BREAKING: The International Monetary Fund says that the Brexit vote could result in a massive disruption to the global economy, and it’s all the more reason for the United Kingdom to stay in the EU.
The IMF’s World Economic Outlook said the UK would lose an average of 8.5% of its GDP in 2020 as a result of leaving the bloc.
That’s a big number considering the country only lost around 1% of GDP in 2016.
But the IMF says the economic fallout from a Breviary breakup would be much greater.
It says the impact on UK exports and investment would be “unprecedented,” and that it would lead to a “significant and rapid drop in the value of sterling and a severe drop in investment.”
The IMF says that would lead Britain to lose a whopping 2% of the world’s gross domestic product in 2020.
But it’s also going to have a big impact on global growth, as the IMF said in its report that it could cause a “severe and potentially irreversible slowdown in global economic growth.”
That slowdown is likely to come at a very bad time for the UK, which is currently suffering through a massive drop in confidence and unemployment as a direct result of Brexit.
“The UK’s decision to leave the European Union is not a question of whether it should remain in the European Economic Area (EEA), but whether it can find a way to maintain its own membership,” IMF Managing Director Christine Lagarde said.
“Brexit will cause a significant and rapid reduction in the trade and investment relationship with the EU, which would have significant negative consequences for the wider economy, including for the U.K.’s gross domestic products and employment.”
That’s because the EU’s biggest economies are all dependent on the UK for nearly all of their goods and services, and the UK is one of the biggest exports of the EU to the rest of the bloc as well.
That means the EU will have to import almost everything from the U-K, including its goods, to make up for the lost trade.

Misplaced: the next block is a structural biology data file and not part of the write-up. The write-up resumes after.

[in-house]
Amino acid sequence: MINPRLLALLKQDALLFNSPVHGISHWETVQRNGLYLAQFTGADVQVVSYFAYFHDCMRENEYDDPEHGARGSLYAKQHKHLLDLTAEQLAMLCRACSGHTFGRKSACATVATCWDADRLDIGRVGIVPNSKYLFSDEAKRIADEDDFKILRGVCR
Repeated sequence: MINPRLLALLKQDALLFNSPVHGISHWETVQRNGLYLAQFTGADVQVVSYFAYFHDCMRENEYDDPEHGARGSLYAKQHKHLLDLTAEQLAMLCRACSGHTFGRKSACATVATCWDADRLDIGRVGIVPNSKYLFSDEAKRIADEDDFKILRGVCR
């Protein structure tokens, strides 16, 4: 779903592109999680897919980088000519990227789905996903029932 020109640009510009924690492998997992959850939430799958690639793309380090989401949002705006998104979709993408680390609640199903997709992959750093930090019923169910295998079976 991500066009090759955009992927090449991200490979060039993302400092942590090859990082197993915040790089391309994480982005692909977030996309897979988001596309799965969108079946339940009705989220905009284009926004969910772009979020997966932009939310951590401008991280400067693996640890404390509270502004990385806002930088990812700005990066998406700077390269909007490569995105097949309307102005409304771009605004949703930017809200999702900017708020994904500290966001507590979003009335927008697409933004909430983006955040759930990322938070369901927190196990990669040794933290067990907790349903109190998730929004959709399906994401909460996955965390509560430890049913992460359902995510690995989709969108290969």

So that could have a huge impact on U.S. exports, which depend on the U, as well as on EU imports.
The U.k. will also lose billions of dollars worth of business from the European bloc.
And that’s just the start.
The EU’s currency will likely have to be devalued, which means the U will have a harder time paying for imports and services.
That could hurt the U’s exports as well, since the U has become a big source of export income for Europe.
And as Reuters points out, the U could also be facing massive losses in its currency.
“This could have major impacts on U, European and U.N. exports,” the report said.
That would make the Brexit process an even bigger headache for the EU than the referendum itself, which had its own consequences as well for the bloc’s economy.
The Brexit vote will be a huge blow to the EU as a whole, but the effects could also have far-reaching repercussions.
It could cause the bloc to lose an estimated $400 billion worth of exports, according to the IMF, and that’s before we even consider the economic impact of the Brexit.
And even if it does manage to keep the U as its main trading partner, the economic damage would still be huge.
As Reuters notes, the Brexit would be the biggest shock to the U in decades, and if that doesn’t put a dent in the bloc, then we may be looking at another huge financial crisis.